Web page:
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Thromb Haemost. 2012 Feb;107(2):241-7. doi: 10.1160/TH11-06-0439. Epub 2011 Dec 21.

Use of aspirin in Chinese after recovery from primary intracranial haemorrhage.

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1
Cardiology Division, Department of Medicine, Li Ka Shing Faculty of Medicine, the University of Hong Kong, Hong Kong SAR, China.

Abstract

Intracranial haemorrhage (ICH) accounts for ~35% of all strokes in Chinese. Anti-platelet agent is often avoided after an index event due to the possibility of recurrent ICH. This single-centered observational study included 440 consecutive Chinese patients with a first spontaneous ICH surviving the first month performed during 1996-2010. The subjects were identified, and their clinical characteristics, anti-platelet therapy after ICH, and outcomes including recurrent ICH, ischaemic stroke, and acute coronary syndrome were checked from hospital records. Of these 440 patients, 56 patients (12.7%) were prescribed aspirin (312 patient-aspirin years). After a follow-up of 62.2 ± 1.8 months, 47 patients had recurrent ICH (10.7%, 20.6 per 1,000 patient years). Patients prescribed aspirin did not have a higher risk of recurrent ICH compared with those not prescribed aspirin (22.7 per 1,000 patient-aspirin years vs. 22.4 per 1,000 patient years, p=0.70). Multivariate analysis identified age > 60 years (hazard ratio [HR]: 2.0, 95% confidence interval [CI]: 1.07-3.85, p=0.03) and hypertension (HR: 2.0, 95% CI: 1.06-3.75, p=0.03) as independent predictors for recurrent ICH. In a subgroup analysis including 127 patients with standard indications for aspirin of whom 56 were prescribed aspirin, the incidence of combined vascular events including recurrent ICH, ischaemic stroke, and acute coronary syndrome was statistically lower in patients prescribed aspirin than those not prescribed aspirin (52.4 per 1,000 patient-aspirin years, vs. 112.8 per 1,000 patient-years, p=0.04). In conclusion, we observed in a cohort of Chinese post-ICH patients that aspirin use was not associated with an increased risk for a recurrent ICH.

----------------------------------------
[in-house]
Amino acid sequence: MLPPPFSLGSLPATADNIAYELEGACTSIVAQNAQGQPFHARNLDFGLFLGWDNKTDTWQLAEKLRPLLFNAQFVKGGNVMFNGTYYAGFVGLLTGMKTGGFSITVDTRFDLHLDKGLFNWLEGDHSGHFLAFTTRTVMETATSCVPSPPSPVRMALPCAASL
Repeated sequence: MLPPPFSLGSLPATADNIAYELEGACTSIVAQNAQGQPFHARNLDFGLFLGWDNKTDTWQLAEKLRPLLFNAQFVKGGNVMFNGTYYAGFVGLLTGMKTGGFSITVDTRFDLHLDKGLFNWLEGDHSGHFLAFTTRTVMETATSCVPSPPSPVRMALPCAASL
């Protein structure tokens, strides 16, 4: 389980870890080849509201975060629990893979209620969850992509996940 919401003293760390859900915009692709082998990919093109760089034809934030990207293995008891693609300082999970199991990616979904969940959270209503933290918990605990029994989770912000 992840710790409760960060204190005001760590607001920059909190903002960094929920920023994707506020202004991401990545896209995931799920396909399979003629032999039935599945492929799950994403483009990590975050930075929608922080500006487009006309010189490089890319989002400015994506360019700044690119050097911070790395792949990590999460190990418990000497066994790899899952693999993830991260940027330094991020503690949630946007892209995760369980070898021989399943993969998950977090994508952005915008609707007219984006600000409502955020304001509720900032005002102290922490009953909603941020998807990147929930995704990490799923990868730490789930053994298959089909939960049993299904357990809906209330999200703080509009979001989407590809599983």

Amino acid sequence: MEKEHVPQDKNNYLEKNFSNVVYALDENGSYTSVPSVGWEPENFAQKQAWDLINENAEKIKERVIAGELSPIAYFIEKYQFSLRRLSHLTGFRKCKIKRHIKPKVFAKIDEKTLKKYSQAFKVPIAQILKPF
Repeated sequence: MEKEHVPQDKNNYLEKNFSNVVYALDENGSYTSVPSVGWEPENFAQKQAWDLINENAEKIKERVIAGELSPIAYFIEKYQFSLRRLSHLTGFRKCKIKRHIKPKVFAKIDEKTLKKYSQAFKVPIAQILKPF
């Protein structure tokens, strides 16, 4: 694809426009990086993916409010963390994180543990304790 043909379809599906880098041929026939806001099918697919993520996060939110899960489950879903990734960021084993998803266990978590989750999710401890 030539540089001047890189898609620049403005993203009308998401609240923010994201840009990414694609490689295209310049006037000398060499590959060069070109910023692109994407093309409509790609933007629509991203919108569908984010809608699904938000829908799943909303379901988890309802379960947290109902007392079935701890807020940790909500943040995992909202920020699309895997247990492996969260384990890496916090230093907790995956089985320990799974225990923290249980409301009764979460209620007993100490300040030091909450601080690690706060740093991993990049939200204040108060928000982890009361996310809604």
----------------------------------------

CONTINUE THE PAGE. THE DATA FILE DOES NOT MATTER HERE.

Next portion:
PMID:
22187066
DOI:
10.1160/TH11-06-0439
[Indexed for MEDLINE]

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